The Phoenicians were here almost a thousand years B.C. and of course, the Rock of Gibraltar became one of the two Pillars of Hercules to the Greeks and Romans. After the collapse of the Roman Empire the Visigoths controlled the place until it became the landing point for the Moorish invasion of Spain in 711. The invasion was led by a guy called Tariq and the rock became known as Jebel Tariq (Tariq’s mountain). Say the name over and over and you’ll soon be saying Gibraltar.
The moors held the Rock of Gibraltar for over seven hundred years until the Castilians captured it in 1462. So between the Neanderthals, Phoenicians, Greeks, Romans, Visigoths, Moors, Spanish and Brits, you can safely say that ‘a lot of shit went down here’. Alison and I are about to examine some of it.
The Rock of Gibraltar Cable Car
Despite all the above groups, it was the Swiss who came up with the idea of building a cable car to the top of the Rock of Gibraltar. While there are narrow roads that actually do go right up to the top, they are closed to all but official travel so the cable car is the only way up unless you want to walk and we don’t. Most visitors take the cable car up and then gradually walk down the roads and paths that lead to all of the things most people want to see. Here’s a map of the rock. You can just make out the dotted line showing the cable car route which ends petty well in the middle of steep crest that makes up the top of the rock.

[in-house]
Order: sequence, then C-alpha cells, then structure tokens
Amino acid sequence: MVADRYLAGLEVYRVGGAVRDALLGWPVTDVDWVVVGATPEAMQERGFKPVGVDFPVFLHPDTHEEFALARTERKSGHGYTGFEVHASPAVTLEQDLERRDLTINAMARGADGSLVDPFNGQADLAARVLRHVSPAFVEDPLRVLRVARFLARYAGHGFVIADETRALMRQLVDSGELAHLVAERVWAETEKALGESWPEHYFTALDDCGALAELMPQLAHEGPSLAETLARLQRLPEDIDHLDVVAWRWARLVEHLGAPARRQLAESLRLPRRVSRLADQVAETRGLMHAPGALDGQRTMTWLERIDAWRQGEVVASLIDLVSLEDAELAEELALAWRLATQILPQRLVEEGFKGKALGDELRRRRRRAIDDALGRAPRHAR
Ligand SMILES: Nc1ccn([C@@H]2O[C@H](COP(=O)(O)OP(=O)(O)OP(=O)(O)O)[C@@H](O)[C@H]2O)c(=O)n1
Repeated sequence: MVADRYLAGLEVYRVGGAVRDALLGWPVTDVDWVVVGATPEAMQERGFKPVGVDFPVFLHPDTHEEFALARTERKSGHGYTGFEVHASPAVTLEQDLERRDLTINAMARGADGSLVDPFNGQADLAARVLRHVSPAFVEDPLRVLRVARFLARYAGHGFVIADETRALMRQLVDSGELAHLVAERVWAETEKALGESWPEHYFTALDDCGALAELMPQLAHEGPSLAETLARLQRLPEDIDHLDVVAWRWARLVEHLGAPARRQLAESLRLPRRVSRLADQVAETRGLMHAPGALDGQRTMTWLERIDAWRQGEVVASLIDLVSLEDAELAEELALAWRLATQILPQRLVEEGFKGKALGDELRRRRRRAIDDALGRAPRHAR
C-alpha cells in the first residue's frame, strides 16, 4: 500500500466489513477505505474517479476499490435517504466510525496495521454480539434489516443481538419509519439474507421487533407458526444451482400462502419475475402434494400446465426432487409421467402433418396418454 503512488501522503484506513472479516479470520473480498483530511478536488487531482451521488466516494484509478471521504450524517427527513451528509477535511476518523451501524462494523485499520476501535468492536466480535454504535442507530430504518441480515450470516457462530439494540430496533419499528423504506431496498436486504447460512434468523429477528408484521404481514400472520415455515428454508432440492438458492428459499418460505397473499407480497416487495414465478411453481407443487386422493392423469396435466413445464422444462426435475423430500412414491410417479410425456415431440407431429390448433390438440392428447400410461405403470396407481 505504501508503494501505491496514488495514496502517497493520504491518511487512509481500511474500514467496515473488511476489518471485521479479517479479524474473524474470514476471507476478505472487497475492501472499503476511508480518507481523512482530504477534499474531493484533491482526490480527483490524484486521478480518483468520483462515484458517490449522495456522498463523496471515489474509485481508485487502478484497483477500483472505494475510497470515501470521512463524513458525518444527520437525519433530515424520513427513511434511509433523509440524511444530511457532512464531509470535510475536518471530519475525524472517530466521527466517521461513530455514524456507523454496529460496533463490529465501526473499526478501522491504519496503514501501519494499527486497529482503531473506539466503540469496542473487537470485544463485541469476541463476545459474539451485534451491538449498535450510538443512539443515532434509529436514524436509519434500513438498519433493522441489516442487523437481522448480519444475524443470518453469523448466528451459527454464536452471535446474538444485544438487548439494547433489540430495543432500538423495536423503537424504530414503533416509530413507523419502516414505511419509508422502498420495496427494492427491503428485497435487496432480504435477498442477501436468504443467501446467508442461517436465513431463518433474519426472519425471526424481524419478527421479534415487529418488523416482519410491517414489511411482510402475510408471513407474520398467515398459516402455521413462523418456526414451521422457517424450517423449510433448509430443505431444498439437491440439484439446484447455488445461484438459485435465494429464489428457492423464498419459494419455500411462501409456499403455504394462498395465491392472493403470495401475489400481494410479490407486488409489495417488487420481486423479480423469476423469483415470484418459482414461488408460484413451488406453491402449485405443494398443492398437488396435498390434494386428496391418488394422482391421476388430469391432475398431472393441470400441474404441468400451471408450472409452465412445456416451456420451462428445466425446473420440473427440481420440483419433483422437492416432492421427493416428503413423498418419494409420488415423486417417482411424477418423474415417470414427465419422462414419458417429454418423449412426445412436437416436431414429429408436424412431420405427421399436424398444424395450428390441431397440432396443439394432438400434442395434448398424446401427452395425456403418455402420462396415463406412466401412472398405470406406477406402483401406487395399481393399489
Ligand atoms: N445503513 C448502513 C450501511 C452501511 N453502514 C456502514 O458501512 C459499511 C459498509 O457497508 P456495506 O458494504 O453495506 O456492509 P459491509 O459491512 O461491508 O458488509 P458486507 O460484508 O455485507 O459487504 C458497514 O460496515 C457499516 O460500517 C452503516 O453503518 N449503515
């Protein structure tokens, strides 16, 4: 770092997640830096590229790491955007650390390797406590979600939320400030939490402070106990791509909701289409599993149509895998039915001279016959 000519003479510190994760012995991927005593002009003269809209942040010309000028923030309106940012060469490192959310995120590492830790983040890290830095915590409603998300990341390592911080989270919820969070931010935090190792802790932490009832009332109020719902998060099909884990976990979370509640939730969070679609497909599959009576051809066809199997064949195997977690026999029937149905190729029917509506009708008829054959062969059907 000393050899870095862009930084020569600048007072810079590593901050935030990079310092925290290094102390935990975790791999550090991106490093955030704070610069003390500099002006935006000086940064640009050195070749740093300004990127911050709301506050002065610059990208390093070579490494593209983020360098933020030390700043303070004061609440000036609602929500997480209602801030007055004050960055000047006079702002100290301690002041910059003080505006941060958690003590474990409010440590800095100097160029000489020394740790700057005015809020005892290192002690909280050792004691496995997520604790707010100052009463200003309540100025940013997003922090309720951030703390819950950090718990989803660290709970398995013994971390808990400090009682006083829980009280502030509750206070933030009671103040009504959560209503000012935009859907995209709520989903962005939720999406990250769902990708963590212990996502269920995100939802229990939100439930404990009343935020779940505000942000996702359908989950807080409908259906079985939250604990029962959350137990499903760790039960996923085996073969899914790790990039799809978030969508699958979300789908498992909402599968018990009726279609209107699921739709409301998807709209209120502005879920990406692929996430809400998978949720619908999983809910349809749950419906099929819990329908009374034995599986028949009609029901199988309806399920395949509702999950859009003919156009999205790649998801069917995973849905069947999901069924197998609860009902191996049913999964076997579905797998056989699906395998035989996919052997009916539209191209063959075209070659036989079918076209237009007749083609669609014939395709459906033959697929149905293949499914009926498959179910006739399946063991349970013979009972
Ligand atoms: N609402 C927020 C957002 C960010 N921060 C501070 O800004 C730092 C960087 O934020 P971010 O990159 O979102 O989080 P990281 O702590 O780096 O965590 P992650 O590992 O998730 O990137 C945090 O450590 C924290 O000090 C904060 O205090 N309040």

The first cable car run is at 9:30 and Alison and I are there waiting. There are only four people in the first car up and one of them took this picture of us in the cable car. I’ve got my Gibraltar hat on so I’ll know where this was taken twenty years from now when I’ll probably be a doddering fool.
The view of Gibraltar from the cable car is fantastic as you would expect. Unfortunately there was this huge black cloud that seemed to materialize out of nowhere and just cover the top of the Rock of Gibraltar. I presume it is some kind of phenomenon caused by the promontory’s position at the end of the Iberian peninsula.
This is what the cable car looks like as it pulls into the station at the top.
On Top of the Rock of Gibraltar
On exiting the cable car there are a number of things to be seen in the observation deck area including of course more fantastic views. This is looking north along the spine of the Rock of Gibraltar. There are no roads or paths open to the public in this area so this is as close as you can get.
A British sailor was kind enough to take this photo of us on the rock.
And I reciprocated for him.
It’s fairly windy up here, as you can see from the colony’s flag.